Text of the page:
UK government issues response to call for views on AI & IP

March 26, 2021

The government has responded to its call for views on AI and IP. The call for views was carried out between September and November 2020 and received 92 responses. The government response provides a summary of these responses and sets out actions to be taken forward. It says that all areas of the call for views have been considered, including patents, copyright, designs, trade marks and trade secrets.

The aim of the call for views was to understand the relationship between AI and IP. The government says that many responses painted a positive future where artificial intelligence supports human creativity and innovation and supports technological advances. But there were also concerns that AI could compete with the human creators that intellectual property is designed to protect and reward.

In many areas there was general agreement that the present framework could meet the challenges of the future. There were suggestions on how IP could better encourage and support the use and development of AI.


The government says that it will:

  • Build on the suggestions made by respondents and consult later this year on a range of possible policy options, including legislative change, for protecting AI-generated inventions which would otherwise not meet inventorship criteria.
  • Publish enhanced IPO guidelines on patent exclusion practice for AI inventions and engage AI interested sectors, including SMEs, and the patent attorney profession to enhance understanding of UK patent exclusion practice and AI inventions. The IPO will review its patent practice in preparation for the guidelines and establish any difference in outcome for AI patent applications filed at the IPO and the European Patent Office (EPO).
  • Commission an economic study to enhance its understanding of the role the IP framework plays in providing incentives for investment in AI alongside other factors. This will draw together the international evidence. Additionally, it plans to engage with other government departments to gather emerging data and understanding of the drivers of the AI sector in the UK context. This will provide an evidence base on which to judge whether there is a rationale for further intervention in the area.
  • Work with stakeholders and international partners to establish the feasibility, costs and benefits of a deposit system for data used to train AI systems disclosed within patent applications.


The government says it will:

  • Review the ways in which copyright owners license their works for use with AI, and consult on measures to make this easier, including improved licensing or copyright exceptions, to support innovation and research.
  • Consult on whether to limit copyright in original works to human creations (including AI-assisted creations). In tandem with this, it will consult about whether to replace the existing protection for computer-generated works with a related right, with scope and duration reflecting investment in such works. It will also consider whether action should be taken to reduce confusion between human and AI works, and the risk of false-attribution.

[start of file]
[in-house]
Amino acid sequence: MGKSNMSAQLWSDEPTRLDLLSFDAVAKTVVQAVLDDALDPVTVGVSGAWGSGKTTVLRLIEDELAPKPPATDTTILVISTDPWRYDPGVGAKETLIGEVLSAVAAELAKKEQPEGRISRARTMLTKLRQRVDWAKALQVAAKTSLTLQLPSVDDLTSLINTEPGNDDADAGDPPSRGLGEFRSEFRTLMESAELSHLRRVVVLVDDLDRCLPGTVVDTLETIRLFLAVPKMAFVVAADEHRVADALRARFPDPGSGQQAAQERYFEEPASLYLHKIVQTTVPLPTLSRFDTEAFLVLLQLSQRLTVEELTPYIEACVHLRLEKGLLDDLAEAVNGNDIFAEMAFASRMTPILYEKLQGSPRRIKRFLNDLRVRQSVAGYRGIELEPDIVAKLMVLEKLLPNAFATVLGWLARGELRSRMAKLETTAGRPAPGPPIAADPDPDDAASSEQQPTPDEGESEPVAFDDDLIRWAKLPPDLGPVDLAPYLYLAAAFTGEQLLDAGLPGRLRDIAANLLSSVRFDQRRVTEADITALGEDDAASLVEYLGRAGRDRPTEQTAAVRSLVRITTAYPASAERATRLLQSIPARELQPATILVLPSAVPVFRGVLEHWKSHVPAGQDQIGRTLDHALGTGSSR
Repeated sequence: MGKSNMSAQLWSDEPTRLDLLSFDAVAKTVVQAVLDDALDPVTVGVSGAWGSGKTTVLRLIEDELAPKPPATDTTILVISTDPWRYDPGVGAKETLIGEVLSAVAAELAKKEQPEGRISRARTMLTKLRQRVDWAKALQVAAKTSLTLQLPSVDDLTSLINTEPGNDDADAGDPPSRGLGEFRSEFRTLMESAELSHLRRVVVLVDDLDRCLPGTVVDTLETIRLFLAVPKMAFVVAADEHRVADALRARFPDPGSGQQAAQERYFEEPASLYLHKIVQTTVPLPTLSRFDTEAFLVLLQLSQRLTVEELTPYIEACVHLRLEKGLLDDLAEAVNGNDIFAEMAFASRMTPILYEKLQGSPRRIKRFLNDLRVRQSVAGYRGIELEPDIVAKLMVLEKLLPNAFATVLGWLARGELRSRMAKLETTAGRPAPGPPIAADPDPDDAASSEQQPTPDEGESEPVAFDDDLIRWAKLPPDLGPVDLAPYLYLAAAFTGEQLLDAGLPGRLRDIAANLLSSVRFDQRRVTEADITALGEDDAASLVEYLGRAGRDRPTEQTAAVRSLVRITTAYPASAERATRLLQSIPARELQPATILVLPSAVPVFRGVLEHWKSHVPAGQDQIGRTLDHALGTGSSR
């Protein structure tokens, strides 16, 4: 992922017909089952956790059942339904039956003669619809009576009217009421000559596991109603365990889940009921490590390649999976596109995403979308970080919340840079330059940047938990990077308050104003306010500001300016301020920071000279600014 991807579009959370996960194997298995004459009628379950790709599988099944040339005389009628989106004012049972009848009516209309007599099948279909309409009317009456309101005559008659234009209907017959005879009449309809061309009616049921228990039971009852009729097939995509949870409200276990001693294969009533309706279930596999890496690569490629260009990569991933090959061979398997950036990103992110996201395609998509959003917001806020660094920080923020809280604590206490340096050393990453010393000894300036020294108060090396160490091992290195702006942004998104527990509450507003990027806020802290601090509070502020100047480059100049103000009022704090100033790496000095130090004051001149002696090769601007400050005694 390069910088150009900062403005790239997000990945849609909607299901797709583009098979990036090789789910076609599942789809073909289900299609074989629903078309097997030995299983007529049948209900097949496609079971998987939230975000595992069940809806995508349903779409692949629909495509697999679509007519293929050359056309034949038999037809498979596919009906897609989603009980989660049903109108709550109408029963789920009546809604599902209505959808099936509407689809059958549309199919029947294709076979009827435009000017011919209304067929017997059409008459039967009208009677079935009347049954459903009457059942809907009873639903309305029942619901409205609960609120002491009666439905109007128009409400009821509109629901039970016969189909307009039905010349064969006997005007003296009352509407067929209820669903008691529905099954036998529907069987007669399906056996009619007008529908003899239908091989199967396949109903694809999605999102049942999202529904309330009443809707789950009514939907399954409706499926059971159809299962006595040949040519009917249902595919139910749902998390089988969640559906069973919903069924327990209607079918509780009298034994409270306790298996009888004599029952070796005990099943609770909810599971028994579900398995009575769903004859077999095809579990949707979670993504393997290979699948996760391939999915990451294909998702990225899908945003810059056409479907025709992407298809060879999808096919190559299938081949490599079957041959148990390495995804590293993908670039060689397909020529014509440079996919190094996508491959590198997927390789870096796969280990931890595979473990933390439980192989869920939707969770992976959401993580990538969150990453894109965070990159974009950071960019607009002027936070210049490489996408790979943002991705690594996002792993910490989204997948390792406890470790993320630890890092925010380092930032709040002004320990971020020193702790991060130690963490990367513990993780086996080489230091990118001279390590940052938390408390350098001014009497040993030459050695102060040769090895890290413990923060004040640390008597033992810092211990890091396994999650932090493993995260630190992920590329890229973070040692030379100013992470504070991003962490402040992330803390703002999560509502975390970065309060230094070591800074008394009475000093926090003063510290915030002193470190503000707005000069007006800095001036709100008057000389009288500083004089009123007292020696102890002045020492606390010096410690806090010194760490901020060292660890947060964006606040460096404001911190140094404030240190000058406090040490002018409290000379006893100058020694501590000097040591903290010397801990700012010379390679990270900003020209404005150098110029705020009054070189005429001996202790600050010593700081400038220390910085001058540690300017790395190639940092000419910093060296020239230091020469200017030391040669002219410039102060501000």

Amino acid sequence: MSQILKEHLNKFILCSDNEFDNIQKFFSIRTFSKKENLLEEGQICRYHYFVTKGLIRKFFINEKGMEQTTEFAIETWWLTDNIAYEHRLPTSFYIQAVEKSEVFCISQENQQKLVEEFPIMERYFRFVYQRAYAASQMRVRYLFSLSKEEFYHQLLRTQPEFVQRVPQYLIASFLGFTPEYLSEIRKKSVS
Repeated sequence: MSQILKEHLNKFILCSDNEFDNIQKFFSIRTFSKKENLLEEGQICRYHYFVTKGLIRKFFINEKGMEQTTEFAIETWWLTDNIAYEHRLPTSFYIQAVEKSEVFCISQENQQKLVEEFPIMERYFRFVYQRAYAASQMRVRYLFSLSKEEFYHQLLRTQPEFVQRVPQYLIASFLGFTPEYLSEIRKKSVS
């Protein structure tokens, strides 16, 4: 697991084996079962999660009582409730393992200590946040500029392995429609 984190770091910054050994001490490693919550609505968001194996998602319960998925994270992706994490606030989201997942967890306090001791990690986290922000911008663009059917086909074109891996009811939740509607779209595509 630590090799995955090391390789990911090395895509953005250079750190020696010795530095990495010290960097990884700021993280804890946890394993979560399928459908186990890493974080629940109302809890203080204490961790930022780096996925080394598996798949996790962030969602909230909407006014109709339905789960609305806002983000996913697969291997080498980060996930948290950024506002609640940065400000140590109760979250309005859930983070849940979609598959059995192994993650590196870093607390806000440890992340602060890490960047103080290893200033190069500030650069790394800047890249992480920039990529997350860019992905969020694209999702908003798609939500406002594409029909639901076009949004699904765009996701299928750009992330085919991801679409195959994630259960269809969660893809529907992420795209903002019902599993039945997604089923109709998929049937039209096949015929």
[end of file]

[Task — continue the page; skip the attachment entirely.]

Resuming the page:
Broader strategy

In addition, as part of its broader strategy on intellectual property and AI, the Intellectual Property Office will:

  • Engage with like-minded nations and multilateral organisations (including the World Intellectual Property Organisation and EPO) on issues raised in the call for evidence, to deepen understanding, foster co-operation and establish common ground. The aim of this international leadership will be to shape the global debate to develop policy approaches that give the opportunity for growth as part of a balanced world IP system.
  • Work with partners including the Office for AI and AI Council to further engage with and develop the IPO’s understanding of the AI sector, including technology start-ups and researchers.
  • Hold a UK-wide programme of university-led seminars, building on the content of the government response. The first phase will start with a joint seminar with The Alan Turing Institute in the spring of 2021.
  • Conduct research into artificial intelligence and IP enforcement, and the opportunities and challenges in this area. Research has been commissioned, to report in autumn 2021.
  • Continue to look for opportunities to integrate AI into operational delivery of intellectual property rights, as part of the IPO’s Transformation programme. This will support the IPO’s aim to deliver timely, reliable and quality services. It will build on the IPO’s recently launched trade marks Pre-Apply service, which uses AI to support customers to make high-quality applications. The IPO will also use AI to validate its data and make it readily available for use by businesses.